I have a bad habit that I’m not going to fix. When I drop popcorn on my lap, I eat it, as though my folded knees are a continuation of the bowl. Funny thing about laps, how they appear and reappear, and mine is full of snacks.
I can lift pinkie and chew slowly, but in the end, I still eat like a child, messy. Once, recently, I had a cold and ate a pork knuckle from the fridge with my hands as I sat on the couch. My husband had started it the night before over beers and now I gnawed it with a cough syrup chaser. I wonder, if someone peered through the window, what the painting would look like. Braless woman in fifteen-year-old t-shirt with pork grease smudges on her glasses, pork skin shreds on her chest and lodged in her teeth. On the TV, Mad Men repeats judged me with their stiff drinks and roasts trussed up with string.
After the pork, after I fought the cold with meat and Mucinex, I went to the movies with a friend. Days before, when we made plans, she told me she was pregnant.
The last time a friend told me she was pregnant, every time I showed up at her house for the next few months, I brought a sack of cheese. I’d never been pregnant but by God, my pregnant friend would have cheese. She would know she was loved and she would know that someone cared when she was hungry.
My newly pregnant friend looked like honey. She looked golden. I was struck by the too muchness of the moment and it made me awkward. I was cheese-less and nervous. I complimented her leggings as she stood on the precipice of fundamental change.
On the way to the movies, she wanted bananas and then she didn’t. At the theatre, she wanted a hamburger and then she wanted a fungi pizza, which is just a dressed up way of saying mushroom and truffle salt, and then she wanted a hamburger again. She wanted a ginger ale and I wrote it carefully on the paper order slip. When it took thirty minutes to appear, I was irritated. “She’s pregnant!” I wanted to yell at the waiter. “Give her everything she wants and needs in a timely fashion and be extremely kind!”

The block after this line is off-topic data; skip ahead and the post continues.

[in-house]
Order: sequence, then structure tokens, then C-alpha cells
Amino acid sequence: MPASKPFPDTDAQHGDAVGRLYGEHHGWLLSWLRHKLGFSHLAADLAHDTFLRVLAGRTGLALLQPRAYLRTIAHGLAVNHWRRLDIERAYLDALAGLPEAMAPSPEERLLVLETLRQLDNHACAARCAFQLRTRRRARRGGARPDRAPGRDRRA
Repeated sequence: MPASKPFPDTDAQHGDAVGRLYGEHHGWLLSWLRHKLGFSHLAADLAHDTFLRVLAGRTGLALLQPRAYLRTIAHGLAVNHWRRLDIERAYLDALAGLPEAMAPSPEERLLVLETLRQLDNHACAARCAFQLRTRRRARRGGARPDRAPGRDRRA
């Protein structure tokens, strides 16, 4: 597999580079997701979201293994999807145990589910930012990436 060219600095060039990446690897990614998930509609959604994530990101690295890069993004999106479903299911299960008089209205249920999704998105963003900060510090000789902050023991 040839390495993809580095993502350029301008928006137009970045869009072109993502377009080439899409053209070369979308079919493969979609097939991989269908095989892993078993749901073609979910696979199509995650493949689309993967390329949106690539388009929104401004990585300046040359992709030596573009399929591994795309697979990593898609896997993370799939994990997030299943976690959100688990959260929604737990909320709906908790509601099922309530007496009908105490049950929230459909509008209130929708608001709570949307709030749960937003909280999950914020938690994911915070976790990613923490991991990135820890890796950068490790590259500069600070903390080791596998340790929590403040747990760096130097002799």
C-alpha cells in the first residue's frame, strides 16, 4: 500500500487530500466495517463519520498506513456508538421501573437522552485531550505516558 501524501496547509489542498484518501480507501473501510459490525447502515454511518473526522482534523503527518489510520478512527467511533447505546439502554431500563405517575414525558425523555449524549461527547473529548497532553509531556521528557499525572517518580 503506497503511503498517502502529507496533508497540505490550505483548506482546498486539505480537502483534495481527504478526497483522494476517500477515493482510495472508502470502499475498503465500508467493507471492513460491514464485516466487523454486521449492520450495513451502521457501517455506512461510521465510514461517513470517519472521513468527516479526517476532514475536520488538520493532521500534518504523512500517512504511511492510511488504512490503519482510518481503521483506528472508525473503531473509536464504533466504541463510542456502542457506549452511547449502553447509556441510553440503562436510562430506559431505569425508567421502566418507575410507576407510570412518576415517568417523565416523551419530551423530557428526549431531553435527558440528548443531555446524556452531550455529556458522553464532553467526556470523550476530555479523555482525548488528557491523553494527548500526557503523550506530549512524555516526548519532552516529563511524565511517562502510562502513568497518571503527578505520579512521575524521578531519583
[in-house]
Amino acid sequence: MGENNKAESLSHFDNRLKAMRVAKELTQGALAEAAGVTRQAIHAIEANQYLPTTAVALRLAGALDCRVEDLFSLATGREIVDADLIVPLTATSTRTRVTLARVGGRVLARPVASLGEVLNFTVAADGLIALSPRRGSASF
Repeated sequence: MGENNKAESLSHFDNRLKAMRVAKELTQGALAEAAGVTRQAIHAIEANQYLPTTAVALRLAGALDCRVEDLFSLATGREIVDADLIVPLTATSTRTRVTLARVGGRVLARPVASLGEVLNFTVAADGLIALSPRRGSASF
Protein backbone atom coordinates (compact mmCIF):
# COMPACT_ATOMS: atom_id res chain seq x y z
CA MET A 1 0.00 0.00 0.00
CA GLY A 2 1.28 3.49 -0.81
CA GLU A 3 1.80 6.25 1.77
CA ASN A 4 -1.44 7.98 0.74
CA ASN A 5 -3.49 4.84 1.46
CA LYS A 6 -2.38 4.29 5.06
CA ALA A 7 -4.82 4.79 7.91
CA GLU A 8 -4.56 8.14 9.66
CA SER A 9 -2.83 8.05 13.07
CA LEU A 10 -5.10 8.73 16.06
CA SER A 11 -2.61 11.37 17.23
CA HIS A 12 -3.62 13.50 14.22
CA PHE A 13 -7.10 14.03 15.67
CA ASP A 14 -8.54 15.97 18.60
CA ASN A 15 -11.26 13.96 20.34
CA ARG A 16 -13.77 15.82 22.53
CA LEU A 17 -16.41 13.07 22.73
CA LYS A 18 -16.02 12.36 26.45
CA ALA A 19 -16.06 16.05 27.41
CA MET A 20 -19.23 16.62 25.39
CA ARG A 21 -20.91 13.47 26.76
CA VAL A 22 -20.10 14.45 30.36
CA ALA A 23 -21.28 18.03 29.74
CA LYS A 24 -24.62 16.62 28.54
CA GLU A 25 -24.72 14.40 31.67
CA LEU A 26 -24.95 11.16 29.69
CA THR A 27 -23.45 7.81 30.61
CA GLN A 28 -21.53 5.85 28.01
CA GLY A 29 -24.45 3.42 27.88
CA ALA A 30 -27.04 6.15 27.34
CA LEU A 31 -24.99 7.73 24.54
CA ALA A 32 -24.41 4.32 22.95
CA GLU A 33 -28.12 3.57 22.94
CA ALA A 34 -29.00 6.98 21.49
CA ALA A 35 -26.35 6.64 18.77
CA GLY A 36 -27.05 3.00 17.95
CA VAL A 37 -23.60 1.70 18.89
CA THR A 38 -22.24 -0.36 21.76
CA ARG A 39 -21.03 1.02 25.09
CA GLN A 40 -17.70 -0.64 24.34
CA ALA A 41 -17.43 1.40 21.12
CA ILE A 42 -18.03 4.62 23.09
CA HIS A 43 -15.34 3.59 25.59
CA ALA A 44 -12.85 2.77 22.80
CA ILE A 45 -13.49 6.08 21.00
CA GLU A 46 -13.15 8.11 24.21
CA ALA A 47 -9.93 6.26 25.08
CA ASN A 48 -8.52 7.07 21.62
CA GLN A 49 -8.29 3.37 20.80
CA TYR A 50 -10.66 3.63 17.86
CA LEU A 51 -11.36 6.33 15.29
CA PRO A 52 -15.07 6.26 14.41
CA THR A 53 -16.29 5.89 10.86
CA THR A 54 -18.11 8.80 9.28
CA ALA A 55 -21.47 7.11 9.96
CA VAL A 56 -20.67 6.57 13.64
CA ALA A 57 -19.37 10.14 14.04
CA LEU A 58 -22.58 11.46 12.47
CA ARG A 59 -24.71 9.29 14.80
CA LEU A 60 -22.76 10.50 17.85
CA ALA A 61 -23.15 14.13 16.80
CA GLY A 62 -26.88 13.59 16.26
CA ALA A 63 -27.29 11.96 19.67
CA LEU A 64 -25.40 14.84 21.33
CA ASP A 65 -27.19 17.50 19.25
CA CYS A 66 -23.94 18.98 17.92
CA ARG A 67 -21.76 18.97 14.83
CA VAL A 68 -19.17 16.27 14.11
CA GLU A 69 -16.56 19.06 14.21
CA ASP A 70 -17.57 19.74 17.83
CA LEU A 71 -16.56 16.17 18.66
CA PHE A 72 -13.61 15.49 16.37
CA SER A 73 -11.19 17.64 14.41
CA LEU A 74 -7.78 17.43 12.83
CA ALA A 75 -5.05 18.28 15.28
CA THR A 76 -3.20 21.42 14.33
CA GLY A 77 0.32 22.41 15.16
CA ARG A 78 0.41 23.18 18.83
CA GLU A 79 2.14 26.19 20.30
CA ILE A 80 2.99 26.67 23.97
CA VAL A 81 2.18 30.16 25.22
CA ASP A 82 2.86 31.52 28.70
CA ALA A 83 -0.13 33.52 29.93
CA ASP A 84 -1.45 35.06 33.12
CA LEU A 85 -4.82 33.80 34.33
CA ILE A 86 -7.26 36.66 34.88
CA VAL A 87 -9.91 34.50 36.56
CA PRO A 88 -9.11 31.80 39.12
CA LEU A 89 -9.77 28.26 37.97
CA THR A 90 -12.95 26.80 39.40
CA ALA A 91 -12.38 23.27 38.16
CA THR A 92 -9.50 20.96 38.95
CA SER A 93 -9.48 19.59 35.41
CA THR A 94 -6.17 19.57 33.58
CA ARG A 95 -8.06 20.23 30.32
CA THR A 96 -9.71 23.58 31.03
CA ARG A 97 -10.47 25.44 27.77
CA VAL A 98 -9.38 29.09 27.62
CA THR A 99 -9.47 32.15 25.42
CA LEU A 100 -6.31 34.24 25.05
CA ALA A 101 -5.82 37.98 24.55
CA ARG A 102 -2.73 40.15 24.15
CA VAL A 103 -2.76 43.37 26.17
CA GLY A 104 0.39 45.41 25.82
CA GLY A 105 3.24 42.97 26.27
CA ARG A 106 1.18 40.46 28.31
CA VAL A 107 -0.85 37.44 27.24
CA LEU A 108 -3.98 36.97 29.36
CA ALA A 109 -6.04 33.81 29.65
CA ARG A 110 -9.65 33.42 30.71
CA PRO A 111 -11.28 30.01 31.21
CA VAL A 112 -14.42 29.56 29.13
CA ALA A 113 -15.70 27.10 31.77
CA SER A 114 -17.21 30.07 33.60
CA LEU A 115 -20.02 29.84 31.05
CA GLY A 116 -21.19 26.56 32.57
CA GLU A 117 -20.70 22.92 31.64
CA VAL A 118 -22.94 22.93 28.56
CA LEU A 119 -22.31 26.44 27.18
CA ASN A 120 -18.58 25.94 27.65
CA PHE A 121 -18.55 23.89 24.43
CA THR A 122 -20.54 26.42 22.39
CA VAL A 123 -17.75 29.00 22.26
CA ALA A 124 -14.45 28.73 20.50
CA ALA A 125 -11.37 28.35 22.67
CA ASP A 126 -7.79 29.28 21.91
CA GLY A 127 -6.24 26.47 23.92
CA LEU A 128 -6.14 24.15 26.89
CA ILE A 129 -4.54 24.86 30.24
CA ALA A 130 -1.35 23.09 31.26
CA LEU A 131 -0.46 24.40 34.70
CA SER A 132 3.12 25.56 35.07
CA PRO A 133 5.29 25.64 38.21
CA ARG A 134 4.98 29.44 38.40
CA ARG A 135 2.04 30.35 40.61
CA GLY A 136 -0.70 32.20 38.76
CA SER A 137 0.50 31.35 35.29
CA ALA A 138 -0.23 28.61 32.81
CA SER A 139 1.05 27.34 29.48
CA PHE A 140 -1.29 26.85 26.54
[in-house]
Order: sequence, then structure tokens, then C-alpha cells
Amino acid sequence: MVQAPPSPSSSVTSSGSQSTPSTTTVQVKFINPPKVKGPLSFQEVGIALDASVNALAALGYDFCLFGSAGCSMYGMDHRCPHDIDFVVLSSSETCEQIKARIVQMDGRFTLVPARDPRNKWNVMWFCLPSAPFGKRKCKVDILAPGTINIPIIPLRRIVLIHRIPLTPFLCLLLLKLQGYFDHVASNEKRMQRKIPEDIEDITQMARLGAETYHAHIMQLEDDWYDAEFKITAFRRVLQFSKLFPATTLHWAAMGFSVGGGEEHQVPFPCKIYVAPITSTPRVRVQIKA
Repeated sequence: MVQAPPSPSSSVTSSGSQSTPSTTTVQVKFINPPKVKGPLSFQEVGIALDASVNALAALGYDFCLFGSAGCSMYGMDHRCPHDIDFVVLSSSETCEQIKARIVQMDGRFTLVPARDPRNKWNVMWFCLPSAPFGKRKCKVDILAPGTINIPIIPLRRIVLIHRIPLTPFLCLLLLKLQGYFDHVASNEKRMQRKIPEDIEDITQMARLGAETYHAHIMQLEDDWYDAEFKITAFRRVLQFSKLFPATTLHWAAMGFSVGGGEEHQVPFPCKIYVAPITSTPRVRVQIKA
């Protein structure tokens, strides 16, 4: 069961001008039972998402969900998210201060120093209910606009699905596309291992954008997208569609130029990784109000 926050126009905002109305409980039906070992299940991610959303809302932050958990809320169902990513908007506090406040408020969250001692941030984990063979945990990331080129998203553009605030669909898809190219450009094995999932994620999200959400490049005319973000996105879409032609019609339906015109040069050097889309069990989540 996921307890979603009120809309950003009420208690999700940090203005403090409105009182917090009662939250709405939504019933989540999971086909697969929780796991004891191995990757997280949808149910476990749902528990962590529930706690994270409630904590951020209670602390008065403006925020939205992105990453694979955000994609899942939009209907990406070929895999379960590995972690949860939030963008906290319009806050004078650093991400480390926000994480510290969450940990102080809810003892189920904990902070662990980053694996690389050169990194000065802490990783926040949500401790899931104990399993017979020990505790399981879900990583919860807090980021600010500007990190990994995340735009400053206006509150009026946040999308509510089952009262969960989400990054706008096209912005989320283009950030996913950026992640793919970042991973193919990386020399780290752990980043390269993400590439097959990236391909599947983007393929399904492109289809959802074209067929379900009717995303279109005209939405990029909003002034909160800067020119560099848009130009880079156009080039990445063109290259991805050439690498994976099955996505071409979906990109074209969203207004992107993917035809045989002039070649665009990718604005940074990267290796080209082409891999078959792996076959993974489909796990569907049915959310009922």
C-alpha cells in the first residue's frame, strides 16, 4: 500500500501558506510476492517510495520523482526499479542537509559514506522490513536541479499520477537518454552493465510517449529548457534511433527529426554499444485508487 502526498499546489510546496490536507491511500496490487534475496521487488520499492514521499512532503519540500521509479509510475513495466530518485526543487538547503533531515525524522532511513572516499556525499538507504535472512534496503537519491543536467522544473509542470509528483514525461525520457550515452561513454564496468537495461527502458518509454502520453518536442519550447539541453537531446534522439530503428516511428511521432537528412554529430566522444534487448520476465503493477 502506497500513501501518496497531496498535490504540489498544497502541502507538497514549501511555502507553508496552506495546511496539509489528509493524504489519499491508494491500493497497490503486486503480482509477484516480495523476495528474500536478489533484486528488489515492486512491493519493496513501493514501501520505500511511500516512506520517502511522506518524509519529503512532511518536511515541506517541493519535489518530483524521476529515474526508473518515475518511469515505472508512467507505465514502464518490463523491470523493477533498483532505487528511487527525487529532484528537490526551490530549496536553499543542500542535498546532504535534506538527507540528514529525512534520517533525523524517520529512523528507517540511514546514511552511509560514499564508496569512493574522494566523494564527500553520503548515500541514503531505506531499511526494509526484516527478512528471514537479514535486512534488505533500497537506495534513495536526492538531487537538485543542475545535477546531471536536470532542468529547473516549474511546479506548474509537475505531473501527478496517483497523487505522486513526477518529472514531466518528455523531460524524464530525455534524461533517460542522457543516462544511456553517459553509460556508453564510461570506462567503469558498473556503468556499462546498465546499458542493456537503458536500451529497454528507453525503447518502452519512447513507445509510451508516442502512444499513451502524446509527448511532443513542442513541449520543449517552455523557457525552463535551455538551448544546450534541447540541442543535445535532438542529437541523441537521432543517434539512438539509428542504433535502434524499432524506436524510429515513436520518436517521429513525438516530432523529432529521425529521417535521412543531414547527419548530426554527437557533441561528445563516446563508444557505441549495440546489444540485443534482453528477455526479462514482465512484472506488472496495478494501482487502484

If she wants a mushroom pizza, by God she will get a mushroom pizza.
Before the movie, she offered me her unopened ovulation kits. There was a little hope in her voice. I knew that hope. Recently my friend with the cheese watched me as I inhaled the fading fumey baby smell of her toddler’s head and said, “For the next one, we’ll both be pregnant, right?”
I want a hamburger and I want a pizza. Then I want a hamburger again.
I want everyone I love to have the beautiful babies they want, and I want my pregnant friends to get their ginger ales on time.
And sometimes, I want someone to tell me what to do and make me think it was my idea. I want someone to say the perfect thing so I finally know my order.
In the dark we sloshed ice waters and watched a movie where everyone was flushed and falling in love and eating fruit off of trees. The sky was always dangerous, that humming grey of the hours before summer storms when the air laps at your bare legs and you can do anything, as long as you do it before the first crack of thunder. Then it’s over and it’s regular summer again and you’re soaking wet in small clothes and big rain.
In the movie, everyone wore white and blue. They drank coffee from Moka pots. They stayed up all night having sex in fields or on pushed together mattresses. They danced under bright lights to songs everyone is allowed to love when they’re in Europe.
In the theatre, we ate popcorn served suburban-basement-style. Alamo Drafthouse popcorn shows up in a huge silver bowl that could never have any other purpose than housing hot kernels with butter and salt. Two people can have their hands in the bowl and never cross paths. I always eat it until I’m sick and then I can’t eat it again for a month. I leave oily fingerprints on my clothes. I leave a trail of popcorn that starts in the bowl and ends at my knees. My hands smell like butter and my gums taste like blood.
Everything happy is a little bit sad. It’s like I never know how to hug a friend tightly and tell her I love what we’ve been doing, this version of us as friends, and I’m looking forward to the next one but I’ll miss this, too. And I never know how to ask, how did you know? You, with the shimmering glaze of full moons and honeyed donuts, flushed and pretty and sure. Doesn’t parenthood sound like the literal wildest thing in the world? Doesn’t it feel dangerous, like grey lightning nights when anything can happen? Why does it all still feel this way to me?
It’s hard to think so many imperfect things, much less say them.
I’m grateful to be so close to my friend that I can eat popcorn off of my lap in front of her, even when I’d rather say the perfect thing. It is the tight hug of snacking.
When the lights came on, I turned to her and said, “Is there food all over my face?” and she said, “Of course not.”
“I bet it’s everywhere,” I said. “I bet it’s all the way up to my forehead.”
The end credits were silent and people had started talking again, but we were the only ones laughing. Someday there will be real kid faces to wipe, and maybe we’ll laugh at that, too.